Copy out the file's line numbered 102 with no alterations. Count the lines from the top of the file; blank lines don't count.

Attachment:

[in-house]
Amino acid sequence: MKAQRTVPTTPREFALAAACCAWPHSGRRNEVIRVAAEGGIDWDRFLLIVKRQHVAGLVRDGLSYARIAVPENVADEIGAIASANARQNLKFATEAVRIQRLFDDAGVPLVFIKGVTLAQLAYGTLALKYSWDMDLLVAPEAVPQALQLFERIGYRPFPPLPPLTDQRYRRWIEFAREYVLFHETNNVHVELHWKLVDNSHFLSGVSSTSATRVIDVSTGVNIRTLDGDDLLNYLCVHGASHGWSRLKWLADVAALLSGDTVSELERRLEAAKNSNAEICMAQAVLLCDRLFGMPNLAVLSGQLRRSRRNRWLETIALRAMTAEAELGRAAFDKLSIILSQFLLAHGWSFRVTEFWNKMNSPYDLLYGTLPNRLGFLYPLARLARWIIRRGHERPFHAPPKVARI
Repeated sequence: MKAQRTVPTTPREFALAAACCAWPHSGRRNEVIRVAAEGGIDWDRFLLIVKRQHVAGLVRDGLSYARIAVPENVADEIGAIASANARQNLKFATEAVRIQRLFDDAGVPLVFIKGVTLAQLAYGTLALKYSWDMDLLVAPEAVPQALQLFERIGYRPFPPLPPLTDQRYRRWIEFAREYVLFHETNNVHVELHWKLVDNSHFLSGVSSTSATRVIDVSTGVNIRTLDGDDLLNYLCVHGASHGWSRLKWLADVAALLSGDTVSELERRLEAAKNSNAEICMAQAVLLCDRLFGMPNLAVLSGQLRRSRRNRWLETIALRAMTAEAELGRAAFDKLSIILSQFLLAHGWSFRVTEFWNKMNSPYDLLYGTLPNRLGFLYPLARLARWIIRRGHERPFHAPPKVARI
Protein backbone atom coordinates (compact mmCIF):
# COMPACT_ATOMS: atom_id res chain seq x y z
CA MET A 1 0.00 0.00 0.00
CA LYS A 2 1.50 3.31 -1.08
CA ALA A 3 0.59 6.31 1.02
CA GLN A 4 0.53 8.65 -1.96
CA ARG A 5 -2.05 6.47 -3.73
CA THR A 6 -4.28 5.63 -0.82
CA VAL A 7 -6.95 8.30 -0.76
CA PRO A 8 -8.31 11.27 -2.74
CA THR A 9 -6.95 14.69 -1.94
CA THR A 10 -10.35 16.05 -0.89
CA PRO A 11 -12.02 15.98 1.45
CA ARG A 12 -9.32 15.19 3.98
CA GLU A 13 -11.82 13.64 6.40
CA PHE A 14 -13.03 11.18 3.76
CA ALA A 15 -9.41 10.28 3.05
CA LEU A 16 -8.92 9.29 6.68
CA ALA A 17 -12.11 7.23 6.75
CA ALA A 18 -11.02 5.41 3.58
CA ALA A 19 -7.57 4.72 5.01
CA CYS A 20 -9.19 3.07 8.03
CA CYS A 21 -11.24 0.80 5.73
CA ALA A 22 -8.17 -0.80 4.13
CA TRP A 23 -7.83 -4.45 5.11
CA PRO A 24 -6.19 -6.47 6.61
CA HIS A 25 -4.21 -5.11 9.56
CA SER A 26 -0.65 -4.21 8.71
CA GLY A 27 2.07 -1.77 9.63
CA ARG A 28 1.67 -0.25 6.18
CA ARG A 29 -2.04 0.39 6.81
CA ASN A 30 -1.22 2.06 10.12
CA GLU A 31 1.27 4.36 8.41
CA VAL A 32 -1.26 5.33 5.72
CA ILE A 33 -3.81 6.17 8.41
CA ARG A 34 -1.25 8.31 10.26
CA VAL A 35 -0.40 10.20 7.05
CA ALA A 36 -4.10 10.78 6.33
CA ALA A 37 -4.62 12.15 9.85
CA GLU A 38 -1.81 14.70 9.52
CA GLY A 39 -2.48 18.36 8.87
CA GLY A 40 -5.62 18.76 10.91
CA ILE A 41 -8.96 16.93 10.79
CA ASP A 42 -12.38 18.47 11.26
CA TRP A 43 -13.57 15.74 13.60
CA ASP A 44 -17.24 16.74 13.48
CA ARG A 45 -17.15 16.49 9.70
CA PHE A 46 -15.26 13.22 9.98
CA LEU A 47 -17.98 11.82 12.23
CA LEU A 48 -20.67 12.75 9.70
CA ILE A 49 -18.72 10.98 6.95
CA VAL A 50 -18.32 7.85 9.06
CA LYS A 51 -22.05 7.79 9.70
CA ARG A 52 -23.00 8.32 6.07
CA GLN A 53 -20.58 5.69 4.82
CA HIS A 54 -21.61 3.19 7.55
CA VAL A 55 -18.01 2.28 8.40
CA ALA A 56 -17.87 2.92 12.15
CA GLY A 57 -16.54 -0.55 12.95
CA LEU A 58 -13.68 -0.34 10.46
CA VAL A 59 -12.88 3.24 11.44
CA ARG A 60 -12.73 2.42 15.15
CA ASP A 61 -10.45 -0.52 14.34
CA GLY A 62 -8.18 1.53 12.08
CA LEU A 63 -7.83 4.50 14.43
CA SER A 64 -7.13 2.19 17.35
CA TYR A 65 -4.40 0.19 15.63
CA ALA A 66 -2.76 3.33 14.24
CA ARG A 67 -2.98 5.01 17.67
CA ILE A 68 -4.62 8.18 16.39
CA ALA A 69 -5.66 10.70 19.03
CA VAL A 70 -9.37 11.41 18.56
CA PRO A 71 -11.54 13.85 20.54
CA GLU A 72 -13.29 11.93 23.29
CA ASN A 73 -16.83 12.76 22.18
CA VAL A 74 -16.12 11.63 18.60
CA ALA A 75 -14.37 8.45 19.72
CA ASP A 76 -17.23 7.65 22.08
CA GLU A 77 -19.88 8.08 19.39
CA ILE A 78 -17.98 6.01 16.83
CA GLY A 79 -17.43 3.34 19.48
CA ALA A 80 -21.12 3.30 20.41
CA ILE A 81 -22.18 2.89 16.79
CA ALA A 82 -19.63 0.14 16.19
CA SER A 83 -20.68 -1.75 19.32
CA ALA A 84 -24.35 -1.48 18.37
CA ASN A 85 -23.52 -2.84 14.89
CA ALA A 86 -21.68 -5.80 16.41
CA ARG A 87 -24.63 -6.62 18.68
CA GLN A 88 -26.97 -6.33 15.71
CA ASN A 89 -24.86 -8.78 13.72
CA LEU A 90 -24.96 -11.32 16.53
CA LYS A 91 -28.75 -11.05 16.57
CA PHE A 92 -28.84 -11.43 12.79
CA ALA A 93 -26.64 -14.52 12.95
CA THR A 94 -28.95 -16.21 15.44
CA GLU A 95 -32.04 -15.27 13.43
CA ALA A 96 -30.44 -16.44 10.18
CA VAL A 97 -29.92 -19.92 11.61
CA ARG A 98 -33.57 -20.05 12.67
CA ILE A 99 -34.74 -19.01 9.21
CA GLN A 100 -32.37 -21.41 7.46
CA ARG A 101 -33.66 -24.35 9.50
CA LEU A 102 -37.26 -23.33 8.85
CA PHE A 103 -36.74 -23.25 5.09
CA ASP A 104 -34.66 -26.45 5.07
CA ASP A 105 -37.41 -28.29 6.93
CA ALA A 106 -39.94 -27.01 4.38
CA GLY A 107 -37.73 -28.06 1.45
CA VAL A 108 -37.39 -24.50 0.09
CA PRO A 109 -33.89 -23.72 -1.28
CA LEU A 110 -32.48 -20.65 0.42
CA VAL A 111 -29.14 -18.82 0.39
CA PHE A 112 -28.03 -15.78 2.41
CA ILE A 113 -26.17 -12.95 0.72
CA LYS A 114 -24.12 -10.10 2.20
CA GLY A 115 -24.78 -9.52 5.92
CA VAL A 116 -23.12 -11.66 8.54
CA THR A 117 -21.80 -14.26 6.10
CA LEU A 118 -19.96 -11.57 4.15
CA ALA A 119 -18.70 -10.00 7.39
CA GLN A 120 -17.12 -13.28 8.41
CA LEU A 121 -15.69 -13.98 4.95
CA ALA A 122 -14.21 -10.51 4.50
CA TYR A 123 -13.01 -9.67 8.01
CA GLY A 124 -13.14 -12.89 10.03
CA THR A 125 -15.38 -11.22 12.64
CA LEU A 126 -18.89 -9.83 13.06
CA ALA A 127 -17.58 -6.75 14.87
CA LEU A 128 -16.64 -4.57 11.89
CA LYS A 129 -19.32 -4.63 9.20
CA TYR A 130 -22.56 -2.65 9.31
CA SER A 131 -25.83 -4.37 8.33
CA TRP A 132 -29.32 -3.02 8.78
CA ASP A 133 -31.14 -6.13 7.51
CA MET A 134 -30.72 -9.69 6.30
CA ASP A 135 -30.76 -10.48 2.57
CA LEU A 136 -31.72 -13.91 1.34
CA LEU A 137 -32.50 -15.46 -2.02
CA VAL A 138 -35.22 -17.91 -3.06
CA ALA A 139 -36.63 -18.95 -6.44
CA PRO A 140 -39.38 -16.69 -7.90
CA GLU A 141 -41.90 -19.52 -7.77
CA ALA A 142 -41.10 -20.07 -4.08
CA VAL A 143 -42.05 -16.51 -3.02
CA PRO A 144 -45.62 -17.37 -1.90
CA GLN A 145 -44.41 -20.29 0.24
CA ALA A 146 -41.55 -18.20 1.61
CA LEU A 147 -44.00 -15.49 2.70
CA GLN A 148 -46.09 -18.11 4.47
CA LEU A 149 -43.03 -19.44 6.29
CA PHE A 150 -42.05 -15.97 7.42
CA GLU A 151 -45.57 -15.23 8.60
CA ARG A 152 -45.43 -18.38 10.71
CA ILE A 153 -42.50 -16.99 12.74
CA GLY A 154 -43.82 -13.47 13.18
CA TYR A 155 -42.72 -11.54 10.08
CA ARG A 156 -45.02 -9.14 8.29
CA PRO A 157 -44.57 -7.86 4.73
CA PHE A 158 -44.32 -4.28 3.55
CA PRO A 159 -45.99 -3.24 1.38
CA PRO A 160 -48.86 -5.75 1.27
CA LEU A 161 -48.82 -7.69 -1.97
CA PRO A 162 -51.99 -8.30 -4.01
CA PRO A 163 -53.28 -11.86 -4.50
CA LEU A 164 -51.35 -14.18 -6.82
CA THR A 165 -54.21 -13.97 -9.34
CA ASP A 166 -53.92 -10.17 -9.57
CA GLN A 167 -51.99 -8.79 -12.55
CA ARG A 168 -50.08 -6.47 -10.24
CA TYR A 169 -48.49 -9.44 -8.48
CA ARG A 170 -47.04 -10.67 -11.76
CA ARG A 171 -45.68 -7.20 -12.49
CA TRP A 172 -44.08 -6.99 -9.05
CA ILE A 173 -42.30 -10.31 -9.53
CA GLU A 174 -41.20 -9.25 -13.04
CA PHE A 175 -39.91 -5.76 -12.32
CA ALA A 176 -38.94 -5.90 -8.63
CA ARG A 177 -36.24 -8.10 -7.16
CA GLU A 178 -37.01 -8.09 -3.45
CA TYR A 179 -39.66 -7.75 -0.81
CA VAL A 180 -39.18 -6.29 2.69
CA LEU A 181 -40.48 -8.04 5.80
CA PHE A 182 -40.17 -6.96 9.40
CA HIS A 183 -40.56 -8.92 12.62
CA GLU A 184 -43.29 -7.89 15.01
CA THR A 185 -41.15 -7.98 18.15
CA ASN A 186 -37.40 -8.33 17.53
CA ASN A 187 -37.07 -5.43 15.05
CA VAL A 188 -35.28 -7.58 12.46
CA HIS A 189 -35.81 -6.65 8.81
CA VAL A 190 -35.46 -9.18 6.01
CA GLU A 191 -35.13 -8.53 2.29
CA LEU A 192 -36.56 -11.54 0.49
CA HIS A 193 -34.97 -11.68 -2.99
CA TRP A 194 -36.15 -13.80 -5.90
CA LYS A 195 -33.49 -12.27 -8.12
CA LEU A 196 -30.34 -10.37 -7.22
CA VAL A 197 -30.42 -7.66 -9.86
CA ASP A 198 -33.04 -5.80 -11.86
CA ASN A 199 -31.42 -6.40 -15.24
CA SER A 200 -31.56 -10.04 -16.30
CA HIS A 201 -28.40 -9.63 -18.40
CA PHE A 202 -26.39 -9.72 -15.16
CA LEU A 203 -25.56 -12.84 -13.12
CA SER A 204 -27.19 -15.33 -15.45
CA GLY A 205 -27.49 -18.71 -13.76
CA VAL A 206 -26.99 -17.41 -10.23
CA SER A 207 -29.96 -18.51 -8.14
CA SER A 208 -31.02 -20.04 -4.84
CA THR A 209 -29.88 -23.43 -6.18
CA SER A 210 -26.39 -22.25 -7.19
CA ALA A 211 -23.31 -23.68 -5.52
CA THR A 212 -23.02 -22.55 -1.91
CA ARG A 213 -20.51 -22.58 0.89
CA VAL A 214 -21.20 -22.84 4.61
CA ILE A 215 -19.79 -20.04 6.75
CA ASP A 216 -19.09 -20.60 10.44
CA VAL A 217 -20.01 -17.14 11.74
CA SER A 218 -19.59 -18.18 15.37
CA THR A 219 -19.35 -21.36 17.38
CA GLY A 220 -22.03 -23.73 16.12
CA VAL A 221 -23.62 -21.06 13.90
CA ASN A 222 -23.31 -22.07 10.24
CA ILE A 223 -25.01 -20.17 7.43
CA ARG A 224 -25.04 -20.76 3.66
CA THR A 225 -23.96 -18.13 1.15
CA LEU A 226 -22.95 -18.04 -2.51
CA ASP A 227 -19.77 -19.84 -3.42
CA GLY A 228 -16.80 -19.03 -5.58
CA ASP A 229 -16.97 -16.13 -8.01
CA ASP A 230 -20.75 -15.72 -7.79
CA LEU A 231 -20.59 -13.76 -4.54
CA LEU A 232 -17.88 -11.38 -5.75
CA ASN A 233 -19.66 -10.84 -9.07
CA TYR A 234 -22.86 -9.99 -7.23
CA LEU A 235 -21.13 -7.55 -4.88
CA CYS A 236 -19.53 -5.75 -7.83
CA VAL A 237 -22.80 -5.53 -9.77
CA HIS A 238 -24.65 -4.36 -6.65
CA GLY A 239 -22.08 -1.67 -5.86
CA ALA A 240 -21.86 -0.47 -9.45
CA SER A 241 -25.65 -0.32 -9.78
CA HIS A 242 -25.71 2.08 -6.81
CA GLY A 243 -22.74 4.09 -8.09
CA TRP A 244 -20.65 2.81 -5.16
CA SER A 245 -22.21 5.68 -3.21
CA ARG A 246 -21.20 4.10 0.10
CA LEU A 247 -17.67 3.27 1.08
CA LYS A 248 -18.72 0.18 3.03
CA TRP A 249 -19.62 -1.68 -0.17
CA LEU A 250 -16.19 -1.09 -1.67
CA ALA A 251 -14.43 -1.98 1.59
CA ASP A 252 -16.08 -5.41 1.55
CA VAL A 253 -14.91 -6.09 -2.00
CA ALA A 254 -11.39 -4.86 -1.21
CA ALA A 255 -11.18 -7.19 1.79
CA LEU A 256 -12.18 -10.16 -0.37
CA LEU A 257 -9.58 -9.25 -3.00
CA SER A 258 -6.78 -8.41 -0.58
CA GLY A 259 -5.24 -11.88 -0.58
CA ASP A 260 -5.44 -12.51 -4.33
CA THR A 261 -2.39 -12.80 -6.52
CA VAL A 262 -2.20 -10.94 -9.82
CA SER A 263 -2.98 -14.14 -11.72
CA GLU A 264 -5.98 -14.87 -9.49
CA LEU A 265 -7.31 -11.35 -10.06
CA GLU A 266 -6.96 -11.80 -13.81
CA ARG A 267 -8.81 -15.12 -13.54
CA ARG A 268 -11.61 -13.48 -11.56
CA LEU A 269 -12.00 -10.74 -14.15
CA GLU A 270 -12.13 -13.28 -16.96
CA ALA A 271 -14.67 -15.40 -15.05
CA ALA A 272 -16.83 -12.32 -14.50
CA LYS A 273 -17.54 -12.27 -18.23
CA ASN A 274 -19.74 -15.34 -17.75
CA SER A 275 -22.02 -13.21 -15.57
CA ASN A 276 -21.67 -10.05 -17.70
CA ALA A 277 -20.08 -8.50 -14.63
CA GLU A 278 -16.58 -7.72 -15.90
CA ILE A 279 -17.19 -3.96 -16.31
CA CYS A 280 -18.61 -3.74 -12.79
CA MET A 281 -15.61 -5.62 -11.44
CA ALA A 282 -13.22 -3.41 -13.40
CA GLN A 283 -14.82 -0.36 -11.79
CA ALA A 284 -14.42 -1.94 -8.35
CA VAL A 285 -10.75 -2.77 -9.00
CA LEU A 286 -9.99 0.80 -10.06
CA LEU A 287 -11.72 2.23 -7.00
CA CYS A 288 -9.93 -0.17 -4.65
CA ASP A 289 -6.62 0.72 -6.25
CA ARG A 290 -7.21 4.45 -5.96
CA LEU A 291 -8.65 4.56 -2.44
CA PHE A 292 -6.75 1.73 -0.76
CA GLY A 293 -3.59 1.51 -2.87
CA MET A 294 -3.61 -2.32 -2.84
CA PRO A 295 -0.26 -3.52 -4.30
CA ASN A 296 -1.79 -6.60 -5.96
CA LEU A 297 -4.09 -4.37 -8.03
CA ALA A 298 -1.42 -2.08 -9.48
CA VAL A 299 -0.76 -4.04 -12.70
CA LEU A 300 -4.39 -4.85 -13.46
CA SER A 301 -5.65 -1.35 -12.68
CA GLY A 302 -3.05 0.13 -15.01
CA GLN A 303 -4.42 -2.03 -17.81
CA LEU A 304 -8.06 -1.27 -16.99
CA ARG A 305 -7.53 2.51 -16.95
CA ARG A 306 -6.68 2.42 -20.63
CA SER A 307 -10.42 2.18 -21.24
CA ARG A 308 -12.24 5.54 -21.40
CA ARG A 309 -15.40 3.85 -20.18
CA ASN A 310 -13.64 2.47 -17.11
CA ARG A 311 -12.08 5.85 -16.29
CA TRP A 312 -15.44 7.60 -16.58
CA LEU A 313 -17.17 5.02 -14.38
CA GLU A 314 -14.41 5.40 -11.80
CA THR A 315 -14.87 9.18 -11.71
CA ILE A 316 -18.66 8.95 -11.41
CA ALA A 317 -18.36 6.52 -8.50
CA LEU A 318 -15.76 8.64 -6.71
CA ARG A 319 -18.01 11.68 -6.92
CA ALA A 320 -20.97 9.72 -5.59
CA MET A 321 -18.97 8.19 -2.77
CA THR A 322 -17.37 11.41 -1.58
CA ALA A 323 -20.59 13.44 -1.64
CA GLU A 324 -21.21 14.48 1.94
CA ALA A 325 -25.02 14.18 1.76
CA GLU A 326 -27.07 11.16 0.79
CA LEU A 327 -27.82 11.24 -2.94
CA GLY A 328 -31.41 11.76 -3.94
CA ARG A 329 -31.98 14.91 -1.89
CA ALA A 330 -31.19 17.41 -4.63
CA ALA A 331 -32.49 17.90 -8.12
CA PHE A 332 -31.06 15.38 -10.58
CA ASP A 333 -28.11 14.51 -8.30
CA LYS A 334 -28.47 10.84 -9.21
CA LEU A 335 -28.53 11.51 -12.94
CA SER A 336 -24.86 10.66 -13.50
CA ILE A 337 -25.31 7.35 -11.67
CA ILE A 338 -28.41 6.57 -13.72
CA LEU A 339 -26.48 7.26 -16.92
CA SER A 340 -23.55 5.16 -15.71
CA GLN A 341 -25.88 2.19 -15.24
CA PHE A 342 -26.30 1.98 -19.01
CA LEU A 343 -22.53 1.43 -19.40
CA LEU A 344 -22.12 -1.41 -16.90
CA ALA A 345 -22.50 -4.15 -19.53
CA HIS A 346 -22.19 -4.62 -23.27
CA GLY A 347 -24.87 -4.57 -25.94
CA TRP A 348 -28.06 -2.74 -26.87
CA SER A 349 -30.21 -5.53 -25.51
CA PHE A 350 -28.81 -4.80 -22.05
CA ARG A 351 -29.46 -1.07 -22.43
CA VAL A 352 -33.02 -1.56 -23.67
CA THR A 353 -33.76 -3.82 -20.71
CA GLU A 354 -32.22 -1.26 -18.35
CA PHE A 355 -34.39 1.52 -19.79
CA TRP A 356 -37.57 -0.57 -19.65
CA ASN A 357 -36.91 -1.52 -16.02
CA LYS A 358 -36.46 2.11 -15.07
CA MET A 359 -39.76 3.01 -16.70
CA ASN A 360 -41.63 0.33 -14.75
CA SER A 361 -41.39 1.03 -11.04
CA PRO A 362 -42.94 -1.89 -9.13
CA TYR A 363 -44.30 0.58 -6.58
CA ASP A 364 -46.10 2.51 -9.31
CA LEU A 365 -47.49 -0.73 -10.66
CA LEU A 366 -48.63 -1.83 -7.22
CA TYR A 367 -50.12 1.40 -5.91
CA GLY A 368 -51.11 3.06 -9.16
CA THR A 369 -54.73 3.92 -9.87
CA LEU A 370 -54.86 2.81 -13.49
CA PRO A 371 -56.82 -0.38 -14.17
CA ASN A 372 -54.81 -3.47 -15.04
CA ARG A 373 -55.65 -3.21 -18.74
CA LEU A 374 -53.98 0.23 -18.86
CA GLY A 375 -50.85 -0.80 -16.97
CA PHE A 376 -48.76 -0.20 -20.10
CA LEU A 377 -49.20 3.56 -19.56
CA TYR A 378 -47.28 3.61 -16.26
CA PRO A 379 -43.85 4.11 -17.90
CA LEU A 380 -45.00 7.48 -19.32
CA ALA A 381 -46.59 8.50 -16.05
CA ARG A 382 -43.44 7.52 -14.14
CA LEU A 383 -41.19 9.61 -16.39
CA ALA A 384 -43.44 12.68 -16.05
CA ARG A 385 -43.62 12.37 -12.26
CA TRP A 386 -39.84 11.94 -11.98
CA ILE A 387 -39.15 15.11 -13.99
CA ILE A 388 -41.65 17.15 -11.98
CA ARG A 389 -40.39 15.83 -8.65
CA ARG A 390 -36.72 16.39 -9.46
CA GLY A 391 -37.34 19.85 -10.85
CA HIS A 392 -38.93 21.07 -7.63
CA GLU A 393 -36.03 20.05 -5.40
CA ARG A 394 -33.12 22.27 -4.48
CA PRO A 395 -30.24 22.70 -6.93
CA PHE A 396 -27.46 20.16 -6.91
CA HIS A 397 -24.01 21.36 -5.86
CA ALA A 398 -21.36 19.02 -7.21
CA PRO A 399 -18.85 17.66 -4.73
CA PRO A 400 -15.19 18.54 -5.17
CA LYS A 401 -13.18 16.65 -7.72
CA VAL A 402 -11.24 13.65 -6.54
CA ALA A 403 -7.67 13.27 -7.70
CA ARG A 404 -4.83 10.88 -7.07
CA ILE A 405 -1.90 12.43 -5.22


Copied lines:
CA VAL A 97 -29.92 -19.92 11.61